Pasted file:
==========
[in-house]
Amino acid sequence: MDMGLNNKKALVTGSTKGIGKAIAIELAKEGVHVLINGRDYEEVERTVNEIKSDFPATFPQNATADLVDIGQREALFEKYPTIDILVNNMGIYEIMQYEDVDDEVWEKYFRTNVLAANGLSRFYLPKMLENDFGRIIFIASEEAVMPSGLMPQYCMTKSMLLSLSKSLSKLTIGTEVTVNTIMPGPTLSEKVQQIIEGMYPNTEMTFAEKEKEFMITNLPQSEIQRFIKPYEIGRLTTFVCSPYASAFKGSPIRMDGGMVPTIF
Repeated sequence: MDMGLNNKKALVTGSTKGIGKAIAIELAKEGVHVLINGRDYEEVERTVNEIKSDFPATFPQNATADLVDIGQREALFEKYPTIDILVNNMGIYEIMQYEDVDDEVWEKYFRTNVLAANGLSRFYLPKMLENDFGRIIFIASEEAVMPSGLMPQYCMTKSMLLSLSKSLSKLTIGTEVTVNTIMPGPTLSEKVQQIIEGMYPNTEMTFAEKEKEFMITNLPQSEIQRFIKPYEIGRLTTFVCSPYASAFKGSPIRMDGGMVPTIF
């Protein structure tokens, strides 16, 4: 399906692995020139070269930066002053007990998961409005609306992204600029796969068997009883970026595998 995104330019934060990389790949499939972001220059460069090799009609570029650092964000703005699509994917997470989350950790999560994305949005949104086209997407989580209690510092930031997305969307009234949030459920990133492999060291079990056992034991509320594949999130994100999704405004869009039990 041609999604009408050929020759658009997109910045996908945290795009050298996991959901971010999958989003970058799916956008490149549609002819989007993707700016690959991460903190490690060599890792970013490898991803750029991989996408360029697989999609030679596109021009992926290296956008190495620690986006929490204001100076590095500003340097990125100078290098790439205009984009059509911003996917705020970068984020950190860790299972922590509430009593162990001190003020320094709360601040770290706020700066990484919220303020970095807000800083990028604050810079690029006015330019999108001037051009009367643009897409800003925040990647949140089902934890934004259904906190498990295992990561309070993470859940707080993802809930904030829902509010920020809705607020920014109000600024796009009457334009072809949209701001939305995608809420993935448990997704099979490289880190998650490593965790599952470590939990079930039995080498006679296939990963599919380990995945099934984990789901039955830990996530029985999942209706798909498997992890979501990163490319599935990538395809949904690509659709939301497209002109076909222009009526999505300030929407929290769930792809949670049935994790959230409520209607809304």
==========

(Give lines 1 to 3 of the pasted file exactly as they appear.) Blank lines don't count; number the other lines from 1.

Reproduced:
[in-house]
Amino acid sequence: MDMGLNNKKALVTGSTKGIGKAIAIELAKEGVHVLINGRDYEEVERTVNEIKSDFPATFPQNATADLVDIGQREALFEKYPTIDILVNNMGIYEIMQYEDVDDEVWEKYFRTNVLAANGLSRFYLPKMLENDFGRIIFIASEEAVMPSGLMPQYCMTKSMLLSLSKSLSKLTIGTEVTVNTIMPGPTLSEKVQQIIEGMYPNTEMTFAEKEKEFMITNLPQSEIQRFIKPYEIGRLTTFVCSPYASAFKGSPIRMDGGMVPTIF
Repeated sequence: MDMGLNNKKALVTGSTKGIGKAIAIELAKEGVHVLINGRDYEEVERTVNEIKSDFPATFPQNATADLVDIGQREALFEKYPTIDILVNNMGIYEIMQYEDVDDEVWEKYFRTNVLAANGLSRFYLPKMLENDFGRIIFIASEEAVMPSGLMPQYCMTKSMLLSLSKSLSKLTIGTEVTVNTIMPGPTLSEKVQQIIEGMYPNTEMTFAEKEKEFMITNLPQSEIQRFIKPYEIGRLTTFVCSPYASAFKGSPIRMDGGMVPTIF